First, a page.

Sales careers can be very rewarding: being in a client facing role teaches young talent a business polish that one may not gain in other positions. Being responsible for revenue generation also exposes sales teams to more strategy insight, which offers a lot of learning. If you are thinking about getting into sales, read this interview with Lubna Ali, who tells us her tips from the world of private education sales.
If you want an objective and fair opinion from someone, Lubna is the right person to turn to. She is a cool headed, incredibly smart and elegant lady and I was so lucky to share an apartment with her at university.
I fondly think back of our time together: whether doing her best to teach us Arabic Dancing, structuring group projects or organizing parties to fundraise for our graduation - everyone loved working with Lubna. It is not surprising that the Swiss Education Group, who operates several universities in Switzerland, hand picked Lubna to manage and grow their Middle East & North Africa region.
A working mother to two beautiful children and with a Sales role that involves a lot of travel, Lubna has great insight to share into managing her time, exhibition attendance and creating a valuable client relationship.
Enjoy what she has to say!
Q: Lubna, your sales territory spans over several countries in the Middle East & North Africa and includes a lot of travel. Besides that, you also have two beautiful children to care for - what is your top time management tip?
Set up a structure and a support system that works for you: Get all the help you can from the people around you and organize your personal structure so you can focus on your work and give it the time and effort it needs without feeling guilty. Separate personal life from your work life and give each its fair share so you can eventually reach a healthy balance between both.
Q: One thing that I know you have mastered throughout your career is exhibition attendance, as being at career fairs to represent your education group is a key sales activity for you. What do you really look out for when preparing your booth, your materials and yourself to stand out from the crowd of exhibitors?
I always make sure that my booth looks clean, organized and is clear of clutter on the table that could potentially distract me or the booth visitor. I like to keep only a few samples of each brochure so people don’t just come and grab materials without real interest. I found that having too many copies attract people to come and take them and later on they end up in the trash.
The way you organize your material on the table counts. I always start with a copy that I can use to explain the material, followed by my iPad or lead pad to record contact details. I place the box of business cards at the end so each potential lead can have my contact details after I have already built up their awareness and interest.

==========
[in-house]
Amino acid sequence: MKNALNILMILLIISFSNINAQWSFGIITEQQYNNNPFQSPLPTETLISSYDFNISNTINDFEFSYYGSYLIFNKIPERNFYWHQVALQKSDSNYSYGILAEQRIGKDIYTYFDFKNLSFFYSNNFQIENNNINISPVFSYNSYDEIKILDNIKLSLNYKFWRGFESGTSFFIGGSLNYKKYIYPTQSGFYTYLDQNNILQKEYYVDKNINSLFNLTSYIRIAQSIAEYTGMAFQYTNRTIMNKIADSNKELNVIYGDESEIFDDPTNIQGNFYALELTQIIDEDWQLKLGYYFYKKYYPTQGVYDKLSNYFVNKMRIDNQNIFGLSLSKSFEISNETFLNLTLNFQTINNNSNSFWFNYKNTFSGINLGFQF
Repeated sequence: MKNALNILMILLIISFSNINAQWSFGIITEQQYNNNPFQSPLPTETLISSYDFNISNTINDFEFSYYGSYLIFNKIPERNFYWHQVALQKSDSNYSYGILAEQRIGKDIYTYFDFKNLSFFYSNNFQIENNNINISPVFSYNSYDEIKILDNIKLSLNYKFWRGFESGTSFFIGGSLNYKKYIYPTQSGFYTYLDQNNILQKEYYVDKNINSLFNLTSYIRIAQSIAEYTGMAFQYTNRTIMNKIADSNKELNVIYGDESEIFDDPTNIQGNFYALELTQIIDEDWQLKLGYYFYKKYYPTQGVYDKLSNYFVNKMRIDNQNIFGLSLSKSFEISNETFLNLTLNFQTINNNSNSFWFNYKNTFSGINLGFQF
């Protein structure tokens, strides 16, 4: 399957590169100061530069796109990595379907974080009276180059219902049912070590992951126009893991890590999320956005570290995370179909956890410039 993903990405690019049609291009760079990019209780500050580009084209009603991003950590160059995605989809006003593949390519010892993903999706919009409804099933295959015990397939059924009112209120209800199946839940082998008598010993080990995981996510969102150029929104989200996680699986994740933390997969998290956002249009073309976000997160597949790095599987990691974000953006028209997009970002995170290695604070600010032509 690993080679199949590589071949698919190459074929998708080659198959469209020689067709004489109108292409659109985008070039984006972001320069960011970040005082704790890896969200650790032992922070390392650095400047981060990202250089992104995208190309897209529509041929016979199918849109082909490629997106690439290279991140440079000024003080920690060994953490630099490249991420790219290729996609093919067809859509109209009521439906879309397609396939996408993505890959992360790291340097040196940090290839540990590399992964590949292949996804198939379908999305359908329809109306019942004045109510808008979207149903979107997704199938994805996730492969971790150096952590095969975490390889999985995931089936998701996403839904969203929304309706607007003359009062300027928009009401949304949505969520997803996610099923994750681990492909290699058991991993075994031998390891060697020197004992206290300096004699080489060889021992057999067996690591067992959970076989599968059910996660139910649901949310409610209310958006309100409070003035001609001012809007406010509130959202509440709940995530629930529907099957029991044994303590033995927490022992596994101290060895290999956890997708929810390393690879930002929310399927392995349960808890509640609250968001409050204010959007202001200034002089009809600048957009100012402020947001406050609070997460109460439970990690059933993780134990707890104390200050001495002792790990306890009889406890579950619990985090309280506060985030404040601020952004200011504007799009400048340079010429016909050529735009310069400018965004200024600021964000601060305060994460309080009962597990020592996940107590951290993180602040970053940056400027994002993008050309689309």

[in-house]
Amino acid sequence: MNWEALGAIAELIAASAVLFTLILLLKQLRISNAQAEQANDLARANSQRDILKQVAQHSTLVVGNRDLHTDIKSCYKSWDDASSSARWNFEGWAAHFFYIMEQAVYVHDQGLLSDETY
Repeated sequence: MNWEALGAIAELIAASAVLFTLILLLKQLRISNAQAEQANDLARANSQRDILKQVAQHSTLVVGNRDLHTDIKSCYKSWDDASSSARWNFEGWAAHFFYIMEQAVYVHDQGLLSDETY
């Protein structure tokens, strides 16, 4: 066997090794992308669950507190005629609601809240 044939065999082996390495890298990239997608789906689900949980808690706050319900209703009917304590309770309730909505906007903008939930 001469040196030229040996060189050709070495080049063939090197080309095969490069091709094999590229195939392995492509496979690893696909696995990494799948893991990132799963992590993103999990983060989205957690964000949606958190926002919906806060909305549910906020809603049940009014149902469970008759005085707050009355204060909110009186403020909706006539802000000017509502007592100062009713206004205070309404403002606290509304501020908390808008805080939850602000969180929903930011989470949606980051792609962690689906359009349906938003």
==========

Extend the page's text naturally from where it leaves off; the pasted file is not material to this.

One banner to explain what you are promoting is also important! Keep it simple; a few key words, a catching phrase and a clean and attractive picture.
As for myself, I always make sure I had enough sleep before any fair so I have all the positive energy I need for the long fair days. Three things I always make sure to have: A professional look, hospitality smile and a bottle of water ☺
Q: As a sales manager, you need to stay on top of numerous tasks, from following up with parents of future students, to researching information for students, planning your next sales trips and preparing reports. When it comes to your sales strategy, how do you make sure it is being implemented?
It’s challenging to have time for the Sales Strategy you want to implement when you have all the other tasks to handle, especially during periods of heavy travel. What I learned from my experience in this field is to plan my strategy way ahead of my busy peak period, to simplify it into easy-to-follow tasks and start the implementation before my busiest period of the year begins. Once the recruitment season starts, I put my strategy implementation on the back burner and focus on my recruitment activities, leads, reports, parents meetings, etc… and give it the time and effort needed. Worrying too much about strict strategy implementation during the busy period might lead to frustration and distraction. I learned to take it a step at a time and not to stress about it.
Q: If your best friend started out in sales tomorrow, what would be the most important sales tip you would pass on to her/him?
Believe in what you are selling or promoting and people will trust you. If you don’t believe in it, then leave and find something you believe in.
Build an honest and transparent relationship with your client, but don’t get too personal or involved.
Don’t bad-mouth your competition: it’s unprofessional and will cause you to loose people’s trust and respect. Instead, know your product’s key selling points and learn how to best promote and sell them.
The after-sale relationship is as important as the sale itself; Stay connected.
Q: You have worked with several teams throughout your career. What behaviour in leadership (or what in a corporate culture) do you observe allows sales people to be most successful?
Trust: Nothing strengthens an employee’s loyalty and motivation like trust. This feeling gives employees a sense of ownership of what they are doing and pushes them to show their best.
Recognition: Different employees are motivated by different things, but recognition from management and from your direct managers always pushes you to do more. This can be verbal, financial or through organizing team retreats.
A career path: employees are motivated when they know that their efforts in sales will pay off and contribute towards an advancement in their career. Show your employees that you care about their future.
Training, training and training. Keep the employees up to date with the latest trends, technologies and strategies.